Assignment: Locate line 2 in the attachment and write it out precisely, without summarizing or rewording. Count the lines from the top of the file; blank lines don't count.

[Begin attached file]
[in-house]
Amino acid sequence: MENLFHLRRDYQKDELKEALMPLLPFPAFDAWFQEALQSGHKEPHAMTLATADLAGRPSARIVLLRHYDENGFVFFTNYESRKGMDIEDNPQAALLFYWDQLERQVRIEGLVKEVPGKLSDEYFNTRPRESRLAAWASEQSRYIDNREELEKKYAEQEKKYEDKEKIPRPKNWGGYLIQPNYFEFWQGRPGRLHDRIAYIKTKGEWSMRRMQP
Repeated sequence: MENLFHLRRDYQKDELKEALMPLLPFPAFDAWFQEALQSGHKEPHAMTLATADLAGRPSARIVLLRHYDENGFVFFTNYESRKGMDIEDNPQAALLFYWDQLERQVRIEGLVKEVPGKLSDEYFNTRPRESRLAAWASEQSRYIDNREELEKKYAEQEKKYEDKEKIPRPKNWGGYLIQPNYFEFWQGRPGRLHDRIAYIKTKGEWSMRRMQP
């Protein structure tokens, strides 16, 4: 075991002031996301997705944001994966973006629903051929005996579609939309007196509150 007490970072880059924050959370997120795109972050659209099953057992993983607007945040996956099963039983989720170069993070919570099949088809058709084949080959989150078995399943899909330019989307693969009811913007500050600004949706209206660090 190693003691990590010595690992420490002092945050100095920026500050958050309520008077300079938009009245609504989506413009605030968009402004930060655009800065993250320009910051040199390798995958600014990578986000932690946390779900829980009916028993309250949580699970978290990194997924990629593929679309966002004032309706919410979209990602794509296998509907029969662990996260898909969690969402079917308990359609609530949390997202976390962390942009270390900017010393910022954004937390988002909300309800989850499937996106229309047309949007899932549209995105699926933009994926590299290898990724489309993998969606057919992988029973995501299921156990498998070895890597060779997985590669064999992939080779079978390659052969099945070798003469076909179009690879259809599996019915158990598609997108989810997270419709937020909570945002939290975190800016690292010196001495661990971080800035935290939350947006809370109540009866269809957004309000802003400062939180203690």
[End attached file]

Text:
Amino acid sequence: MENLFHLRRDYQKDELKEALMPLLPFPAFDAWFQEALQSGHKEPHAMTLATADLAGRPSARIVLLRHYDENGFVFFTNYESRKGMDIEDNPQAALLFYWDQLERQVRIEGLVKEVPGKLSDEYFNTRPRESRLAAWASEQSRYIDNREELEKKYAEQEKKYEDKEKIPRPKNWGGYLIQPNYFEFWQGRPGRLHDRIAYIKTKGEWSMRRMQP